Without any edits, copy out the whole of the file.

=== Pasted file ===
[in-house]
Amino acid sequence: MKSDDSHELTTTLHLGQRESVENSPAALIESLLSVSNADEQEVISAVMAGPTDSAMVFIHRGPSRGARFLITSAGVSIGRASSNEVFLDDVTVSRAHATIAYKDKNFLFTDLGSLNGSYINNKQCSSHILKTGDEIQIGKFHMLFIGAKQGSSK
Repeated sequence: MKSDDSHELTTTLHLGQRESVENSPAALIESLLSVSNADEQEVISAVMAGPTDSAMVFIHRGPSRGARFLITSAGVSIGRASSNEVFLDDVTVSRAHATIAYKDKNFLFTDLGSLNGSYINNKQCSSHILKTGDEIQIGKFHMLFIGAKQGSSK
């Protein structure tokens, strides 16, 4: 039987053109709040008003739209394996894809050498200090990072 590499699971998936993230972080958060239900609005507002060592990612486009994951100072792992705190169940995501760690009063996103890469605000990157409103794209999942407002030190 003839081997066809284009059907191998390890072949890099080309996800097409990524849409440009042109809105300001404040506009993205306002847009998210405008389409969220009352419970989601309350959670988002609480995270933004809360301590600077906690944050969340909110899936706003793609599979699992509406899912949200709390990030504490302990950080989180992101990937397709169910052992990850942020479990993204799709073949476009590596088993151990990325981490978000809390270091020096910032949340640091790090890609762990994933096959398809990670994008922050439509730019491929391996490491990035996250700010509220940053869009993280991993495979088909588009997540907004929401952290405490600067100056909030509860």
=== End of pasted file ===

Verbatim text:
[in-house]
Amino acid sequence: MKSDDSHELTTTLHLGQRESVENSPAALIESLLSVSNADEQEVISAVMAGPTDSAMVFIHRGPSRGARFLITSAGVSIGRASSNEVFLDDVTVSRAHATIAYKDKNFLFTDLGSLNGSYINNKQCSSHILKTGDEIQIGKFHMLFIGAKQGSSK
Repeated sequence: MKSDDSHELTTTLHLGQRESVENSPAALIESLLSVSNADEQEVISAVMAGPTDSAMVFIHRGPSRGARFLITSAGVSIGRASSNEVFLDDVTVSRAHATIAYKDKNFLFTDLGSLNGSYINNKQCSSHILKTGDEIQIGKFHMLFIGAKQGSSK
């Protein structure tokens, strides 16, 4: 039987053109709040008003739209394996894809050498200090990072 590499699971998936993230972080958060239900609005507002060592990612486009994951100072792992705190169940995501760690009063996103890469605000990157409103794209999942407002030190 003839081997066809284009059907191998390890072949890099080309996800097409990524849409440009042109809105300001404040506009993205306002847009998210405008389409969220009352419970989601309350959670988002609480995270933004809360301590600077906690944050969340909110899936706003793609599979699992509406899912949200709390990030504490302990950080989180992101990937397709169910052992990850942020479990993204799709073949476009590596088993151990990325981490978000809390270091020096910032949340640091790090890609762990994933096959398809990670994008922050439509730019491929391996490491990035996250700010509220940053869009993280991993495979088909588009997540907004929401952290405490600067100056909030509860």